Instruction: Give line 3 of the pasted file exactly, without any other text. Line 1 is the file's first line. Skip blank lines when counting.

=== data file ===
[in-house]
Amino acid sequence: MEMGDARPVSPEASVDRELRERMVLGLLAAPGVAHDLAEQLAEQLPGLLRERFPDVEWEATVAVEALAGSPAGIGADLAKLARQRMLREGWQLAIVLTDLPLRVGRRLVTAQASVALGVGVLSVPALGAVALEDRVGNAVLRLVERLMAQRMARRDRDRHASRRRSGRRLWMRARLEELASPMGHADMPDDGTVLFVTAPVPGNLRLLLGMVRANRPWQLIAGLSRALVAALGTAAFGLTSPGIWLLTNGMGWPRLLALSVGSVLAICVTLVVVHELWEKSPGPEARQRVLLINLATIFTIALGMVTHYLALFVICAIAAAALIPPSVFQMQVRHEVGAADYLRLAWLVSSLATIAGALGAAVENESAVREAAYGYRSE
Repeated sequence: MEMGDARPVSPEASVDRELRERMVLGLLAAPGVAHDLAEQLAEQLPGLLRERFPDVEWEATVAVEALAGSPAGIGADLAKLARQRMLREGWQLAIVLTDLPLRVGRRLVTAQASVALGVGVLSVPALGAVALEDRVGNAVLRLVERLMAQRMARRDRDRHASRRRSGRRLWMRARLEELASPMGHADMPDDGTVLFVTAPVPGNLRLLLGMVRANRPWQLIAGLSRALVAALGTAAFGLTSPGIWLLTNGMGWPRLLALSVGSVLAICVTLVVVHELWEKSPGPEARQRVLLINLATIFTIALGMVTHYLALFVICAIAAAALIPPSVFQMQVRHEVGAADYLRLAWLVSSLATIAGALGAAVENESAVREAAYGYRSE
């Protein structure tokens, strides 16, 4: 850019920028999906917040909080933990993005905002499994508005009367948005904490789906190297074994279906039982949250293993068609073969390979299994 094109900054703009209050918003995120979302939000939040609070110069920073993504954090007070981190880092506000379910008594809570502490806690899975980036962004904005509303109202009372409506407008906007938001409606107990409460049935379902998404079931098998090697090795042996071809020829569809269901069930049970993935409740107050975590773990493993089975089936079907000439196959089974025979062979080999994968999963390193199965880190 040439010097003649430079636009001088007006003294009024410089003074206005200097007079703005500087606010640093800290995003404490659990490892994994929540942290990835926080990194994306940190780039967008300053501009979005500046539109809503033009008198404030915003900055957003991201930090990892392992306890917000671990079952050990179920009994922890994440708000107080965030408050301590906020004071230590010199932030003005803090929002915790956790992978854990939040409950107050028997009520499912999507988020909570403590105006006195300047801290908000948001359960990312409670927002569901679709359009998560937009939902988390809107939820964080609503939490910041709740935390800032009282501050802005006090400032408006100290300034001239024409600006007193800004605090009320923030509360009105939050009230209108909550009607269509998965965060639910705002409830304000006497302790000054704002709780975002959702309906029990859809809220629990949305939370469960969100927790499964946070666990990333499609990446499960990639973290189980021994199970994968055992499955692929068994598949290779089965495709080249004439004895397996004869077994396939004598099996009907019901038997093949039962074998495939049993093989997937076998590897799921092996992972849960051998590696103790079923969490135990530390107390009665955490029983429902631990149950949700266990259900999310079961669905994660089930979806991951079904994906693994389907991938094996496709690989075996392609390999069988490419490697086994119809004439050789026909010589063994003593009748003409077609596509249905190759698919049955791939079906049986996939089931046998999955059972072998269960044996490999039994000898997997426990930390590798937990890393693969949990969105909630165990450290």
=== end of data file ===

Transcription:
Repeated sequence: MEMGDARPVSPEASVDRELRERMVLGLLAAPGVAHDLAEQLAEQLPGLLRERFPDVEWEATVAVEALAGSPAGIGADLAKLARQRMLREGWQLAIVLTDLPLRVGRRLVTAQASVALGVGVLSVPALGAVALEDRVGNAVLRLVERLMAQRMARRDRDRHASRRRSGRRLWMRARLEELASPMGHADMPDDGTVLFVTAPVPGNLRLLLGMVRANRPWQLIAGLSRALVAALGTAAFGLTSPGIWLLTNGMGWPRLLALSVGSVLAICVTLVVVHELWEKSPGPEARQRVLLINLATIFTIALGMVTHYLALFVICAIAAAALIPPSVFQMQVRHEVGAADYLRLAWLVSSLATIAGALGAAVENESAVREAAYGYRSE